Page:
[JURIST] Former Israeli president Moshe Katsav [BBC profile; JURIST news archive] was indicted Thursday on two counts of rape for allegedly assaulting several female employees in the 1990s. The indictment, which was filed in Tel Aviv District Court, charges [Jerusalem Post report] Katsav with two counts of rape, multiple counts of sexual harassment and forced indecent acts, and witness intimidation. The alleged rapes were committed while Katsav was the minister of tourism, while the other alleged acts were committed while Katsav served as president. A Katsav adviser decried the charges [Haaretz report], saying that the evidence against Katsav does not support the charges, and that the indictment was brought against the recommendation of a number of leading Israeli jurists.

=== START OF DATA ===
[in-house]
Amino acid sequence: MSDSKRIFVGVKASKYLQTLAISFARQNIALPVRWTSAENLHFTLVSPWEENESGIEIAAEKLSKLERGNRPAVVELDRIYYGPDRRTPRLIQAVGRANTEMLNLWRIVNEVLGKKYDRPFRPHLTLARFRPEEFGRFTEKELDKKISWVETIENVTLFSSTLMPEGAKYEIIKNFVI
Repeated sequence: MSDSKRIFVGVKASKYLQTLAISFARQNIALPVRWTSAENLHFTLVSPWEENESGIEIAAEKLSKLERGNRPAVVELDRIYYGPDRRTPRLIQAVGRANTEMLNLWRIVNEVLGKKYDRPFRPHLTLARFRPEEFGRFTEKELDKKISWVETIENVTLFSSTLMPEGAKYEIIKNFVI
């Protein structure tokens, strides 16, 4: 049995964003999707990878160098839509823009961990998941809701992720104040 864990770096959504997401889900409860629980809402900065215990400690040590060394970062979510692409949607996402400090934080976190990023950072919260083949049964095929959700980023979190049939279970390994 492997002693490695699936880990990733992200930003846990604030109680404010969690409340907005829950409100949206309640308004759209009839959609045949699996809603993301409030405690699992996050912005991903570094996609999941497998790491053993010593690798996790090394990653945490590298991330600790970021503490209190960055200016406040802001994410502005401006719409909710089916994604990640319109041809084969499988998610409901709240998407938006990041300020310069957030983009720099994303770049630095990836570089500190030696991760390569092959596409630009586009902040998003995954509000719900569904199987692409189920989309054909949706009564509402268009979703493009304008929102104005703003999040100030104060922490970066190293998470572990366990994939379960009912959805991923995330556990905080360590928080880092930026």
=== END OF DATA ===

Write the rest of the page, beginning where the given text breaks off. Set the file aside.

The Katsav indictment was announced [JURIST report] two weeks ago by Attorney General Menachem Mazuz. Katsav was originally accused of rape [JURIST report] and sexual assault in 2006. In April, Katsav rejected a controversial plea agreement [JURIST reports], under which he would have been permitted to plead guilty to lesser sex charges of indecent assault, sexual harassment, and obstruction of justice, in exchange for a suspended sentence and the dropping of the rape charges. The deal was heavily criticized [JURIST report] by women's and civil rights activists when it was first made public in 2007. A victim and several rights organizations filed five separate petitions [Haaretz report] to overturn the agreement, arguing that it was contrary to public interest, had no legal reason, and injured the principal of equality before the law. Despite the criticism, Mazuz defended the agreement as necessary to protect the office of the presidency from further injury and spare the country from embarrassment. Katsav resigned the presidency in 2007.